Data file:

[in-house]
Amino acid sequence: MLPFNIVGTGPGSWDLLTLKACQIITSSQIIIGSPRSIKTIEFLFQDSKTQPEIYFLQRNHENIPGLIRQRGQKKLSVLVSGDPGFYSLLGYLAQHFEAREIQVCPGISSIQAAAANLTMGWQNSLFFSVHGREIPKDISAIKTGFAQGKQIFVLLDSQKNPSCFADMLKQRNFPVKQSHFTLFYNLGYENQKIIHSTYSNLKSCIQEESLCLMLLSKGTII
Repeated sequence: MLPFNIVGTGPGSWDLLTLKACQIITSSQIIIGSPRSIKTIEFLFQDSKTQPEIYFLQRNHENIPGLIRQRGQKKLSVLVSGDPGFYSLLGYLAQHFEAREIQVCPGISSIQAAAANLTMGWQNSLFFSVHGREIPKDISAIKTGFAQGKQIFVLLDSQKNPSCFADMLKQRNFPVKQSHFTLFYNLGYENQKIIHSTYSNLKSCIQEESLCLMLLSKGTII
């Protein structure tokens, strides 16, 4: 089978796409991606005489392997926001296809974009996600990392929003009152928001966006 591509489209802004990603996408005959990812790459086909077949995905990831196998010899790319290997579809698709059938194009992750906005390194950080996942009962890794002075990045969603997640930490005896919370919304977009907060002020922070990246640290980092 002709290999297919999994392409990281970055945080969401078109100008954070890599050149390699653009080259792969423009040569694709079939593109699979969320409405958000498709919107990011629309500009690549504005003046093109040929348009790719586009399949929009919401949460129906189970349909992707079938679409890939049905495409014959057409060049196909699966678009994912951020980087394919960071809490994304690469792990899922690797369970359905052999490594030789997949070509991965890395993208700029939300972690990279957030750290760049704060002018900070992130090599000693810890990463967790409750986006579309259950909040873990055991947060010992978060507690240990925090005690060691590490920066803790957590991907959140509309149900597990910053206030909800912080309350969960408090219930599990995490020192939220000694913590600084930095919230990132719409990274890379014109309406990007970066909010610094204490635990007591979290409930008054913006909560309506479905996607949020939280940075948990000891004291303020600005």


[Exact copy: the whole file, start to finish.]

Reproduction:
[in-house]
Amino acid sequence: MLPFNIVGTGPGSWDLLTLKACQIITSSQIIIGSPRSIKTIEFLFQDSKTQPEIYFLQRNHENIPGLIRQRGQKKLSVLVSGDPGFYSLLGYLAQHFEAREIQVCPGISSIQAAAANLTMGWQNSLFFSVHGREIPKDISAIKTGFAQGKQIFVLLDSQKNPSCFADMLKQRNFPVKQSHFTLFYNLGYENQKIIHSTYSNLKSCIQEESLCLMLLSKGTII
Repeated sequence: MLPFNIVGTGPGSWDLLTLKACQIITSSQIIIGSPRSIKTIEFLFQDSKTQPEIYFLQRNHENIPGLIRQRGQKKLSVLVSGDPGFYSLLGYLAQHFEAREIQVCPGISSIQAAAANLTMGWQNSLFFSVHGREIPKDISAIKTGFAQGKQIFVLLDSQKNPSCFADMLKQRNFPVKQSHFTLFYNLGYENQKIIHSTYSNLKSCIQEESLCLMLLSKGTII
């Protein structure tokens, strides 16, 4: 089978796409991606005489392997926001296809974009996600990392929003009152928001966006 591509489209802004990603996408005959990812790459086909077949995905990831196998010899790319290997579809698709059938194009992750906005390194950080996942009962890794002075990045969603997640930490005896919370919304977009907060002020922070990246640290980092 002709290999297919999994392409990281970055945080969401078109100008954070890599050149390699653009080259792969423009040569694709079939593109699979969320409405958000498709919107990011629309500009690549504005003046093109040929348009790719586009399949929009919401949460129906189970349909992707079938679409890939049905495409014959057409060049196909699966678009994912951020980087394919960071809490994304690469792990899922690797369970359905052999490594030789997949070509991965890395993208700029939300972690990279957030750290760049704060002018900070992130090599000693810890990463967790409750986006579309259950909040873990055991947060010992978060507690240990925090005690060691590490920066803790957590991907959140509309149900597990910053206030909800912080309350969960408090219930599990995490020192939220000694913590600084930095919230990132719409990274890379014109309406990007970066909010610094204490635990007591979290409930008054913006909560309506479905996607949020939280940075948990000891004291303020600005």